Again, I bring my grandmother's wisdom to mind, one of her pieces of advice being that it is a lot easier to get into trouble than to get out of it. This can be extended for politics to the maxim that it is a lot easier to create a mess than to find a solution to it.
Given that all too often one mess is critically involved with others and cannot be solved unless this or these are dealt with not only increases the complexity, it means that the politics, the politicians and the people are likely to be at odds among themselves and with each other.
The present property, housing, inheritance, benefits and related issues raised by the Conservative party in their manifesto promising to make a decision on the present mess breaks another of her rules for life, do not make promises you cannot or will not keep.
The 1909 "People's Budget" of Lloyd George's is a likely start date for the present situation which means that it has been 108 years in the making. As we know, Lloyd George was long on promises and short on delivery, unless you were after a peerage and could come up with the cash.
His successors have not been any better, often rather worse. As almost all of us have housing as a major concern one way or another this has meant endless promises; all General Elections have these matters as a leading concern.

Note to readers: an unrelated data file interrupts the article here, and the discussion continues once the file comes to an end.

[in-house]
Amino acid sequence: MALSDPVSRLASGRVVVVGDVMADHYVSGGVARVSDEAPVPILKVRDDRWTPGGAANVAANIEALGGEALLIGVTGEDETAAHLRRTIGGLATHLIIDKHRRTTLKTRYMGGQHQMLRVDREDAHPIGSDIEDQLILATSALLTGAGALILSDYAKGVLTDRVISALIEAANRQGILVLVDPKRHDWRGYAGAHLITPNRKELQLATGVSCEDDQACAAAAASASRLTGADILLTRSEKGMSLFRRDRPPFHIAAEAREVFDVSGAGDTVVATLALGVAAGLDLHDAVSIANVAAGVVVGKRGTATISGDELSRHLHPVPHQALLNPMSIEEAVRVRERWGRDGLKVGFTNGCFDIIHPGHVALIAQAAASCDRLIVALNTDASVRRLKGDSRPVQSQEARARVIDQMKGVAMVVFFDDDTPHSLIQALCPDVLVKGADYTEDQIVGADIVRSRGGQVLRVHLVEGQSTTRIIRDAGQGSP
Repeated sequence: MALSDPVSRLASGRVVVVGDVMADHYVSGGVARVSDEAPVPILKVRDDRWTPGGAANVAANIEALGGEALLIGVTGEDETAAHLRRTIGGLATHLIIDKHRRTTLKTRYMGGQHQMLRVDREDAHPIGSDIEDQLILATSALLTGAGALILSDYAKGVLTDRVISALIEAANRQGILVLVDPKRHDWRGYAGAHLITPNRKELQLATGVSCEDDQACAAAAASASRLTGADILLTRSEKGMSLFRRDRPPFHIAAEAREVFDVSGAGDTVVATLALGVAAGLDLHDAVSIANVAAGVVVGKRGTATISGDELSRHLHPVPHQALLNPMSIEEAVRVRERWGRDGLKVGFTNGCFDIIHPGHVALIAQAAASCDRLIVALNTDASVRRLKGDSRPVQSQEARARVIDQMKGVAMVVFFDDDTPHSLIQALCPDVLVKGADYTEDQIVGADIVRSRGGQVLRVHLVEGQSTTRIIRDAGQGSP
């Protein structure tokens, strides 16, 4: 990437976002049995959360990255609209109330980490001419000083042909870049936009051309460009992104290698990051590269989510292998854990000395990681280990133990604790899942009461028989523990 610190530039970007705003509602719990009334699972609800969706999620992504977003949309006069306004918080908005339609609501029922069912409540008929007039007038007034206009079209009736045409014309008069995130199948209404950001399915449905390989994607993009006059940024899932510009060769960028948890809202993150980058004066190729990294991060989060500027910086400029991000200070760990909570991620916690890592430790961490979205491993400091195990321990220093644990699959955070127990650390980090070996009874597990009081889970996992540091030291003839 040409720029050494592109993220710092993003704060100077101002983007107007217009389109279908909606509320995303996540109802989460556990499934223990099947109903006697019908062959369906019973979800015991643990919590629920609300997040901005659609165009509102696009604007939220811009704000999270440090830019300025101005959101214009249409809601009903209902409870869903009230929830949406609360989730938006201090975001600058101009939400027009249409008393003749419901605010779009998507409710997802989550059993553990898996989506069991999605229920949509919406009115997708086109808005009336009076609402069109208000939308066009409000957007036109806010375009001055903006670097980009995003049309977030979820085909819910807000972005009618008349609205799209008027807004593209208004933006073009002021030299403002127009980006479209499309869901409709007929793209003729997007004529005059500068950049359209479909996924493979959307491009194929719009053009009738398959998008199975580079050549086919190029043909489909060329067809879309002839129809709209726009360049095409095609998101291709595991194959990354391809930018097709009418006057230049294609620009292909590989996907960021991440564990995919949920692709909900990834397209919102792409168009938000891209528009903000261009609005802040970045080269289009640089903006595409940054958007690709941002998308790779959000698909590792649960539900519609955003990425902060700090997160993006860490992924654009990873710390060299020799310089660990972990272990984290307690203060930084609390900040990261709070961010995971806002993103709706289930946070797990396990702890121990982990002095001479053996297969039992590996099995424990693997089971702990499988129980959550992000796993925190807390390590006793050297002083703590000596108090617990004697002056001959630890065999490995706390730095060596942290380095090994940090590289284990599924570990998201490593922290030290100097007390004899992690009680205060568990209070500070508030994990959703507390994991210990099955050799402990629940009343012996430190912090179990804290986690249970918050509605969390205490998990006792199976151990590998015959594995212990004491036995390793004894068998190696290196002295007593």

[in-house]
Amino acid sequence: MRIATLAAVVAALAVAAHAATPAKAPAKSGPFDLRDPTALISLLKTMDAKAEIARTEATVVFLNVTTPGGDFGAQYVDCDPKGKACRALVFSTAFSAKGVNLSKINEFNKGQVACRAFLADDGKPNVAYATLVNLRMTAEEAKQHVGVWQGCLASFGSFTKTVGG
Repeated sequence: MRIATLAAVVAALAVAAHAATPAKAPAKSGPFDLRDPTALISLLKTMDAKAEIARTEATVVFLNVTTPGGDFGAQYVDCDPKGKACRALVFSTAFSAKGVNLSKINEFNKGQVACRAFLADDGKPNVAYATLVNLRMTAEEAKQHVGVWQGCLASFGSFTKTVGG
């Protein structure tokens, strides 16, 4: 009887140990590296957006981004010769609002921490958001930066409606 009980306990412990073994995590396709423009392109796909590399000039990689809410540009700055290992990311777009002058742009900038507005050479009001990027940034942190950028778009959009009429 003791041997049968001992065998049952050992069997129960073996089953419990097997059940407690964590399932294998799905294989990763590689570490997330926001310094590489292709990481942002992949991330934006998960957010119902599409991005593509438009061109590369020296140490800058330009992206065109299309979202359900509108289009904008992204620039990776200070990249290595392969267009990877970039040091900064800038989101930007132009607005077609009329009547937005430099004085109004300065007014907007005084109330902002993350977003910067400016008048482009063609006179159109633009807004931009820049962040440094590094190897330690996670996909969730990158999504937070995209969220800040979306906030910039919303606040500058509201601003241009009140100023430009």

But we have an electoral system where the decision rests in a minority of constituencies and within them the voters at the margins. In the 21st Century some types of voter have become more volatile maybe switching overnight at the hint of a legislative regulation or tax or benefit variation that looks right for them.
Discussion and analysis of this would be good for a long thesis or a learned book. This blog needs to be brief and like political promises understood in simple terms. But that is not possible, all I can truthfully say is that the whole field has become a lottery of politics and government, defying rationality or sensible lasting decisions.
It is possible that a crucial reason for Ms. May to go to the country was that in the next two or three years it would become impossible to satisfy all the demands, fulfil the promises and placate all those who would be among the losers. Worse, there was a prospect that it might be necessary to have fewer winners but more losers and those among your key supporters.
So she went for broke. The trouble is that given the way the world is going whether she wins or loses, and perhaps especially if she loses, we shall all be broke.